Appeals Court Rejects Immigrants’ Right to a Lawyer in Expedited Cases
Immigrants who are caught entering the U.S. illegally have no right to legal representation, a federal appeals court in San Francisco ruled on Tuesday.
The Ninth U.S. Circuit Court of Appeals upheld the deportation of a Mexican immigrant who was arrested while crossing into the U.S. in 2012 and returned to his country the following day.
The ruling, from a three-judge panel, came hours before a different Ninth Circuit panel was set to consider an executive order by President Donald Trump that temporary suspended travel from seven countries and halted the admission of refugees.
The ruling Tuesday dealt with whether immigrants caught entering the U.S. illegally have due process rights to legal counsel under the Fifth Amendment, an issue separate from those raised in the executive-order challenge.
Under a 1996 federal law, Customs and Border Protection officers can use a process called “expedited removal” to swiftly deport immigrants who are caught within 100 miles of the border without valid entry documents and who have been in the U.S. fewer than 14 days.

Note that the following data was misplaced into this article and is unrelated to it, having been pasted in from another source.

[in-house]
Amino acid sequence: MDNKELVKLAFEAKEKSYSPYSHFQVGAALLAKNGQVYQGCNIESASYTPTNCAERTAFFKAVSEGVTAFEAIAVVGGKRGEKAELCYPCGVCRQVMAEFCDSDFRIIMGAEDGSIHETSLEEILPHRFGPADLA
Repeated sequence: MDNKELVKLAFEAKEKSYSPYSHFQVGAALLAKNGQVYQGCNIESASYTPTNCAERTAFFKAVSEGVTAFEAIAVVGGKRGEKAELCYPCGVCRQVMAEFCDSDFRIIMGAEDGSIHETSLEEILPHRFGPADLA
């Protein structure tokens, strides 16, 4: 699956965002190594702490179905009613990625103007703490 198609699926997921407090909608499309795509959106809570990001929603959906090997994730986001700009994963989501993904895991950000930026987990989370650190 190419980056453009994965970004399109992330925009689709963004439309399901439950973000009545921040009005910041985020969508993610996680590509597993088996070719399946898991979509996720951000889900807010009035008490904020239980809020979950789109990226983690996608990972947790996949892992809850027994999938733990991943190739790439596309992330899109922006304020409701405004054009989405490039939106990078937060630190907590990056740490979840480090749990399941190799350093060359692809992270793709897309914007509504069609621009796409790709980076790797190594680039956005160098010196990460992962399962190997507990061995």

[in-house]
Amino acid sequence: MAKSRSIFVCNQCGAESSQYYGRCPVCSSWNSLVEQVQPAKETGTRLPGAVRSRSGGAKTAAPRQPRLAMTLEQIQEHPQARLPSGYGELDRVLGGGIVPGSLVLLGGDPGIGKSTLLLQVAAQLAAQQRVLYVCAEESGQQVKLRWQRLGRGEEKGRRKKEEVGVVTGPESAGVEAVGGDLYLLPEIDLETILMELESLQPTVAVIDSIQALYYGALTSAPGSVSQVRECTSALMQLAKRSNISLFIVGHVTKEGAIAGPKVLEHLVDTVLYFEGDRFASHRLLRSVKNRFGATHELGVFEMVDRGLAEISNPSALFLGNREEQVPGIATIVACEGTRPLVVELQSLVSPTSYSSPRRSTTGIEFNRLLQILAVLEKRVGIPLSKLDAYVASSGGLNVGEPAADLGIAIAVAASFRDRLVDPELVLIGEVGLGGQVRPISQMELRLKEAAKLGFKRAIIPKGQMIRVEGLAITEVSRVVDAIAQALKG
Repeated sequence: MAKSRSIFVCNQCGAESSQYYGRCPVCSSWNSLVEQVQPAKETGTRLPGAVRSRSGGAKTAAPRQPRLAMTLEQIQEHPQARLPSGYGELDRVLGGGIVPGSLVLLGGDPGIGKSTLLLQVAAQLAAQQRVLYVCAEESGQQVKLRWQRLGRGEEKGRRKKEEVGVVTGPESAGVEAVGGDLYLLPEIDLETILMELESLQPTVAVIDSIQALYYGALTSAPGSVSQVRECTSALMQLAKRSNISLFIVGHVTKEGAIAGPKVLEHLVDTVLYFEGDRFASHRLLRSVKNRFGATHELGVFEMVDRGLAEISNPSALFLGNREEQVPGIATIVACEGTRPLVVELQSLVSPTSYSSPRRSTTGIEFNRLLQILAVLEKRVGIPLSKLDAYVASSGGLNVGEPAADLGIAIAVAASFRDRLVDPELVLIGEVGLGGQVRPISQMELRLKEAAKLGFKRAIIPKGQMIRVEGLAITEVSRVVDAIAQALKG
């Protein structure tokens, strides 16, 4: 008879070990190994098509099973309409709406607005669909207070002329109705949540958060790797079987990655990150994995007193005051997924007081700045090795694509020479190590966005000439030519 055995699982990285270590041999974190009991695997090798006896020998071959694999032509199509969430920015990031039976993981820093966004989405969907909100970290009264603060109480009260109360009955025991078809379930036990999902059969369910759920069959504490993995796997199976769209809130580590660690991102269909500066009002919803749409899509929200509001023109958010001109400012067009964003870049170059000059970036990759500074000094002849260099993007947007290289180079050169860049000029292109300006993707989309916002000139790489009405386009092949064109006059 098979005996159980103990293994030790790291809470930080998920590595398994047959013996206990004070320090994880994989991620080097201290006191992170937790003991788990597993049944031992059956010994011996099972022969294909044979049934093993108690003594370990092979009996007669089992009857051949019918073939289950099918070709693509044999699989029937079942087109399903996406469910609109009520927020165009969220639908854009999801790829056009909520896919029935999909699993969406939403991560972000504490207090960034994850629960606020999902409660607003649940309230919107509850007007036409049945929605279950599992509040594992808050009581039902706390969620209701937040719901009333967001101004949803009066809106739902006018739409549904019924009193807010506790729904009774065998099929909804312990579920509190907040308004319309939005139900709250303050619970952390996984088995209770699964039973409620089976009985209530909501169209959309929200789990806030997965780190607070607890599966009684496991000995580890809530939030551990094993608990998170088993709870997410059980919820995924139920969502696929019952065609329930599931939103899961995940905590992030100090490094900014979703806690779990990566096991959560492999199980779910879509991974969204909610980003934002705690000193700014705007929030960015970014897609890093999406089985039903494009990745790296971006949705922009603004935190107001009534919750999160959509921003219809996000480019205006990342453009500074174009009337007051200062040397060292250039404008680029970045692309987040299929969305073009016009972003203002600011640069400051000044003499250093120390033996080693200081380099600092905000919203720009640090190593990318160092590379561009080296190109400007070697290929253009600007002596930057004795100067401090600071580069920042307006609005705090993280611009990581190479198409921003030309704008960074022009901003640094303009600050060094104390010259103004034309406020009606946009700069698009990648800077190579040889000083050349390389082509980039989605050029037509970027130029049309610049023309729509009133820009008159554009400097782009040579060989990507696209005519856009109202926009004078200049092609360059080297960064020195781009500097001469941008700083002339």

Immigrants subject to expedited removal receive no hearing, see no judge and have no right to appeal. Nearly half of all removals from the U.S. follow this process, according to the Department of Homeland Security.
Rufino Peralta-Sanchez, who was caught by U.S. Border Patrol agents a mile inside the U.S. border, had argued for a right to hire a lawyer to assist him during the removal process.
Judge Jay Bybee, writing for a 2-1 majority, said allowing lawyers to take part in expedited removals would defeat their purpose, “exponentially increasing the cost to the government as the government must detain the alien, pay for the government’s own representation, pay for the creation of a longer record, and pay for the increased time the immigration officer must spend adjudicating such case.”
The Trump administration is considering expanding eligibility for expedited removal to include immigrants who have been in the U.S. longer and are arrested farther from the U.S. border.
Kara Hartzler, who represents Mr. Peralta-Sanchez, said such changes, combined with Tuesday’s ruling, would mean that a vast number of immigrants living in the U.S. could be summarily deported without counsel.
Judge Harry Pregerson used his dissent to condemn what he called a “flawed” and “cruel” system of expedited removals that can result in the improper deportation of asylum seekers who express a credible fear of persecution back home.
A spokeswoman for the U.S. attorney’s office in San Diego, which represented the federal government, declined to comment.
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